Build or Buy? Data driven feature backlog. Risk based thinking.
The Analytics Engineering Roundup goes full on Product Analytics! Also in this issue: benchmarking activation rates by product category.
This week’s roundup (rather unintentionally!) has a strong product analytics slant to it, and I’m here for it 🙌
In this issue:
Build or Buy: How We Developed a Platform for A/B Tests by Olga Berezovsky
Using Data to Elevate Features in Your Backlog by Greg Meyer
select 'Risk-Aware Data Management' as next_old_thing by Ashley Sherwood
What is a Good Activation Rate? by Lenny Rachitsky and Yuriy Timen
👋 Enjoy the issue!
PS. Have you taken the Analytics Engineering Survey yet?
It’s closing in a few days, and your input will be extremely helpful for the entire community.
No PII — we promise! — and we’ll share the results with the community when we’re done. We also hope to make it an annual thing so we can benchmark the progress we make as an industry year over year. 🙏
A recent highly scientific study I read said that survey responses are better if you include cat pictures, so here’s one:
Thank mew! 👉 👈 🥺
Build or Buy: How We Developed a Platform for A/B Tests
by Olga Berezovsky
It is so important to talk about the realities of choosing to roll your own internal solution versus buying something off the shelf, and the tradeoffs that come with this decision. Olga does a great job describing a neat custom solution for A/B testing, and the many ways their consulting client benefited from this solution.
Before you get excited about whether or not this is a good idea, it’s worth mentioning that A/B testing is quite commonly built in-house because it resembles the existing structure used for feature flags in many code bases… at least on the surface.
Inevitably, two key problems come up with internal A/B testing frameworks (and most other kinds of bespoke internal solutions):
Scope creep — when you build one internal tool, you frequently have to do a bunch of extra work to make it integrate with several other of your business systems:
An ancient problem in analytics merging all the sources pushed us back in delivery […] Our scope was changed from “build a new A/B testing platform” to “bring in all the data, develop dozyllian pipelines and APIs, integrate them and validate, do the cleaning and prepare the foundations, and then build a new A/B testing platform”.
The cost of maintenance often exceeds the cost of buying something off the shelf:
…the complexity of a tool takes a high cost (and expertise) to maintain and keep it running. Given that it was closely integrated into their front-end and back-end, any further migration, optimization, or tuning forced my team to step in to make sure there was no interruption to the user experience or site productivity.
Neither make this an intrinsically bad choice for an organization, but they both carry a real cost in human time that goes far beyond the initial development. The trouble is that as humans, we’re generally not very good about estimating how long it takes us to do something, and therefore whether it’s more cost effective for us to pay for something to be done for us, or do it ourselves ッ
Using Data to Elevate Features in Your Backlog by Greg Meyer
Who doesn’t love a good color coded interactive spreadsheet? And if it helps you make better product investment decisions, all the better 😉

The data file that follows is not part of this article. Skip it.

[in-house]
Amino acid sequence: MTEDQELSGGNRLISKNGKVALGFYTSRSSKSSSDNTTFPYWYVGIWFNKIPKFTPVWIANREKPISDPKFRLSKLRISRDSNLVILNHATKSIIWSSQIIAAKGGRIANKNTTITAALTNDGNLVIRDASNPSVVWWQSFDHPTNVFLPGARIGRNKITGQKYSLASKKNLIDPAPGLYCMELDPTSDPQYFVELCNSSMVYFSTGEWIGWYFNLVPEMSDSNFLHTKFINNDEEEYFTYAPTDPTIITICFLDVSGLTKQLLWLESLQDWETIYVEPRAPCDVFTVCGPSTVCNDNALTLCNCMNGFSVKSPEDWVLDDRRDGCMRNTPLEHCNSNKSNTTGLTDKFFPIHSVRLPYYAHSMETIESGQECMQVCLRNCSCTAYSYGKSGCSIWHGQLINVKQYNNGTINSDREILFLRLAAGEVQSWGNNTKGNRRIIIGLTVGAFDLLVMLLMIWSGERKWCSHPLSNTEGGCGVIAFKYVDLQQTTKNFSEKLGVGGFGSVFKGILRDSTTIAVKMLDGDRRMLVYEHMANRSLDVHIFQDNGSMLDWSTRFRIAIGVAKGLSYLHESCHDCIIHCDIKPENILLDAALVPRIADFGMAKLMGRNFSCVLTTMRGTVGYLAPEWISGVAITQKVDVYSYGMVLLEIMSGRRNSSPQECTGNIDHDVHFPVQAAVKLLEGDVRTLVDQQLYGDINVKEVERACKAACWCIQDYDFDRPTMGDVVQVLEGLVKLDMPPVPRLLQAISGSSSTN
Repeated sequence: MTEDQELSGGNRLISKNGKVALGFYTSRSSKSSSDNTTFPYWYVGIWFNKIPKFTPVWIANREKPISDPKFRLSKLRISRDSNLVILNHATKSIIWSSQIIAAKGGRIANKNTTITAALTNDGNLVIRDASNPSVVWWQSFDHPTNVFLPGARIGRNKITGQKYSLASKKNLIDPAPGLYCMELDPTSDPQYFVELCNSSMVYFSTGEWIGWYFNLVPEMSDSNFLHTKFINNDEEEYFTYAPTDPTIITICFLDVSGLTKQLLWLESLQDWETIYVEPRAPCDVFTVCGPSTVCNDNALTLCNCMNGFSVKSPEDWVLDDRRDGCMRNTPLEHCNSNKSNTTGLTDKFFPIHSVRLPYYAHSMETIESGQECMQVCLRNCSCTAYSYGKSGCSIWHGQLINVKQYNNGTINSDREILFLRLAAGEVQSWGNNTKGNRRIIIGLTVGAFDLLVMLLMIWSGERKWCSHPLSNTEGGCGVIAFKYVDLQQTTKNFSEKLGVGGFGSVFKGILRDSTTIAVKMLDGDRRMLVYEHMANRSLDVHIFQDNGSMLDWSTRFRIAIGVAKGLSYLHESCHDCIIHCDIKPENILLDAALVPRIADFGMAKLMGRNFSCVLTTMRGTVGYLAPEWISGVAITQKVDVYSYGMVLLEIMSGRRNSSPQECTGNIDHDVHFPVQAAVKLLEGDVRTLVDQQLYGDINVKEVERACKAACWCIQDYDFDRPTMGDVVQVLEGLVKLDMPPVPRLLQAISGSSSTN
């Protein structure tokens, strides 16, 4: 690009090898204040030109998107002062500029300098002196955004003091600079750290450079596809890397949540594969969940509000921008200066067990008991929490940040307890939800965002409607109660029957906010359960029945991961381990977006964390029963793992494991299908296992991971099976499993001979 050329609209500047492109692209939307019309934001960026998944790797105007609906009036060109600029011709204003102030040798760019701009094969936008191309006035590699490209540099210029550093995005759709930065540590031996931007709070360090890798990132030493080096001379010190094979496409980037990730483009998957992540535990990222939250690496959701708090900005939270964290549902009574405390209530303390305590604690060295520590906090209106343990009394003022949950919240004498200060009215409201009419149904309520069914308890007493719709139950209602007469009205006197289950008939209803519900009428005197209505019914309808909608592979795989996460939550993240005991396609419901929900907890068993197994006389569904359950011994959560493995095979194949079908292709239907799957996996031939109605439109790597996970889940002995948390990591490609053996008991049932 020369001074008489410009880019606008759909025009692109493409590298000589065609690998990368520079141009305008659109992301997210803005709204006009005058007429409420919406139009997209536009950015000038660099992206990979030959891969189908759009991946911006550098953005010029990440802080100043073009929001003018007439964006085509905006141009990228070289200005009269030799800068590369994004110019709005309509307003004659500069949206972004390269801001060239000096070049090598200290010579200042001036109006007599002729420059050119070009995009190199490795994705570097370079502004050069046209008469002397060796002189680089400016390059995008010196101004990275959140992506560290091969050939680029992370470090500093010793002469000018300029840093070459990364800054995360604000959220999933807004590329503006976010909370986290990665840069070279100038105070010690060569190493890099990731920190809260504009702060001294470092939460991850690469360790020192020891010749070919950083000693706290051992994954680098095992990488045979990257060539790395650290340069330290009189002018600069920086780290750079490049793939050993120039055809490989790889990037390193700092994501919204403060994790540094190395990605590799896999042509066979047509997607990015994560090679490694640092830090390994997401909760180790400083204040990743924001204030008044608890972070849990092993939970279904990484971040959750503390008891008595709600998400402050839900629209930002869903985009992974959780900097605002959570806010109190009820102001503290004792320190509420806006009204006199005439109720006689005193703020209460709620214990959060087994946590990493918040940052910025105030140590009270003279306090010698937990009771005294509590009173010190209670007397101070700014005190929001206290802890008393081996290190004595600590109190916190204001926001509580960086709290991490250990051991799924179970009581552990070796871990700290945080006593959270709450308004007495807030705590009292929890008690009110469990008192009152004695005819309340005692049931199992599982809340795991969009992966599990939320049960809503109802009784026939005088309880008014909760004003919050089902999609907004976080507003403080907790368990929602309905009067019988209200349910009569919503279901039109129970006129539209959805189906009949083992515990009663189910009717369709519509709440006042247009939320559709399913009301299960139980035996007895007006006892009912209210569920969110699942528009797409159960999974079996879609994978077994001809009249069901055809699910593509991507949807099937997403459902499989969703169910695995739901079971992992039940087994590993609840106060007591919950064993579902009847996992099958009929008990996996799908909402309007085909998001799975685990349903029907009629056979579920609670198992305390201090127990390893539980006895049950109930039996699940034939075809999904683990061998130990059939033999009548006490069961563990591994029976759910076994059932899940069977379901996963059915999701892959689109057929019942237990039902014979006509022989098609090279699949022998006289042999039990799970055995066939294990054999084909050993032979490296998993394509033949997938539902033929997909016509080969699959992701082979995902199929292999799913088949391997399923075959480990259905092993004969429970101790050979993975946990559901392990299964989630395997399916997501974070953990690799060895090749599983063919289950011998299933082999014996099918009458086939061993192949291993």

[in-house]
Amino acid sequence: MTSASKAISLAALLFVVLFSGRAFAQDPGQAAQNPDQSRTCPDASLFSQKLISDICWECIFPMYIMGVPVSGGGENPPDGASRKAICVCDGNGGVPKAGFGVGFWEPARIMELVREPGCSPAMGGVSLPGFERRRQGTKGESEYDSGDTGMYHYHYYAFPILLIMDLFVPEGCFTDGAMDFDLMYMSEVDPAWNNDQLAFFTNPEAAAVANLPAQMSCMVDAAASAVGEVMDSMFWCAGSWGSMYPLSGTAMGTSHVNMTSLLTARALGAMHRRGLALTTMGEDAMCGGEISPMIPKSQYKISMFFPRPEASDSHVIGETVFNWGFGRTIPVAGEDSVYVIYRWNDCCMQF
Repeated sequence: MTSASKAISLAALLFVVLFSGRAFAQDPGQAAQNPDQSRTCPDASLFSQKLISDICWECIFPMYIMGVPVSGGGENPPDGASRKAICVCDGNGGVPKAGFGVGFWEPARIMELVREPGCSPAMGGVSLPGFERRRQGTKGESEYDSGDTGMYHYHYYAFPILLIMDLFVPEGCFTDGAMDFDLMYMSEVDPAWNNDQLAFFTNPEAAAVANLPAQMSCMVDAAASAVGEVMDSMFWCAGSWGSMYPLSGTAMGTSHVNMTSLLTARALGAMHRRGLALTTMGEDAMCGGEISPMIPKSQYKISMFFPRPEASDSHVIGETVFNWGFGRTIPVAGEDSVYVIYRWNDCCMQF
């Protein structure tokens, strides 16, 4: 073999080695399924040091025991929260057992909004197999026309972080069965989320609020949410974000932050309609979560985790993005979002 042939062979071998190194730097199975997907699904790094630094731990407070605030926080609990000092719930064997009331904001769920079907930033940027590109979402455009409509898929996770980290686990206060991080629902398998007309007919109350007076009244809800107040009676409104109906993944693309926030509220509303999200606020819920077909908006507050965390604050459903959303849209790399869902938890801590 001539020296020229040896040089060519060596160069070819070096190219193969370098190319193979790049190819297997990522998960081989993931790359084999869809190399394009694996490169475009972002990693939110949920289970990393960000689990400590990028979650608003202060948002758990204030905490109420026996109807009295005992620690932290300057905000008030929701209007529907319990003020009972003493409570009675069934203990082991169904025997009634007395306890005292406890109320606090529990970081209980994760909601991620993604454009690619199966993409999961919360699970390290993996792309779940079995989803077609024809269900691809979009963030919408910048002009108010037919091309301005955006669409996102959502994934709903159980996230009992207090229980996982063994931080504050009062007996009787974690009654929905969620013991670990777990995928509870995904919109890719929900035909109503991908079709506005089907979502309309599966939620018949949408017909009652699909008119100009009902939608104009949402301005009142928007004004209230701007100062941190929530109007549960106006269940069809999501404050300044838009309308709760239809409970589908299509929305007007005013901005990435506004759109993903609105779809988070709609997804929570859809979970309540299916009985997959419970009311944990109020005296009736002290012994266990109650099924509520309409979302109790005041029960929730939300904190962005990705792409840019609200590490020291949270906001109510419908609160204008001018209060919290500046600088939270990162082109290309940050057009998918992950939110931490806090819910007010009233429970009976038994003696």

First, I want to compliment the author of this piece. This is well written, and the choice of example (a SaaS project management tool) is 🧑🍳 😘👌 — everybody who has used one of these tools has thought about the list of features they miss from some other project management tool.
Second, I really appreciate the simplicity and utility of this framework. Whether or not you agree with the specific levers proposed in the post, you have to admire the cleanliness of the framework behind it (h/t John Cutler). It’s composed of scores that help address two fallacies, or mental shortcuts — 1) a user overweighing of the value of an existing solution they already have, and 2) a company overweighing of the value of the solution they are selling.
Because we overweight the value of the solution we’re selling, we plot the competitive score against the use score to determine the best match. We want our most competitive offering to match the feature the prospect values the most.
I buy that.
The average user overweights the benefit of the [existing] solution they have by 3x, so providing a solution the checks all of these boxes is critical to getting them to try your feature and to continue using it.
I didn’t initially buy that, but then I read the linked HBR article. I’m going to take the liberty of quoting it here for you:
Many products fail because people irrationally overvalue the benefits of the goods they own over those they don’t possess. Executives, meanwhile, overvalue their own innovations. This leads to a serious clash. Studies show, in fact, that there is a mismatch of nine to one, or 9x, between what innovators think consumers want and what consumers truly desire.
On other words, sometimes we have to build things that aren’t very exciting because they’re fundamental to the user experience or the purchasing decision. Like the ability to “copy a project” in the toy example — it has by far the highest utility, and a rather low competitive score — but when you add the scores up, it puts this feature at the very top of the prioritization queue.
The author’s toy example is actually really interesting in itself! Based on the mock data, I think I as a product analyst should be recommending focus on “messaging other users” next after enabling the ability to copy a project — it has the second highest use score, and second highest competitive score. I could write an entire article about whether or not project management tools should allow you to message other users, but of course this is just an example so I shan’t get distracted. ;)
What the example does make me think about that’s missing (IMO) in this framework: the level of effort required to build the feature.
You could argue this is best left to the actual Engineering, Product and Design squad to figure out because they’re closest to the problem. And you might be right! But if you compare the #1 and #2 features in the toy example, implementing messaging has a much higher engineering lift than enabling copying a project. Which means that you aren’t actually comparing apples to apples when making a decision using this framework.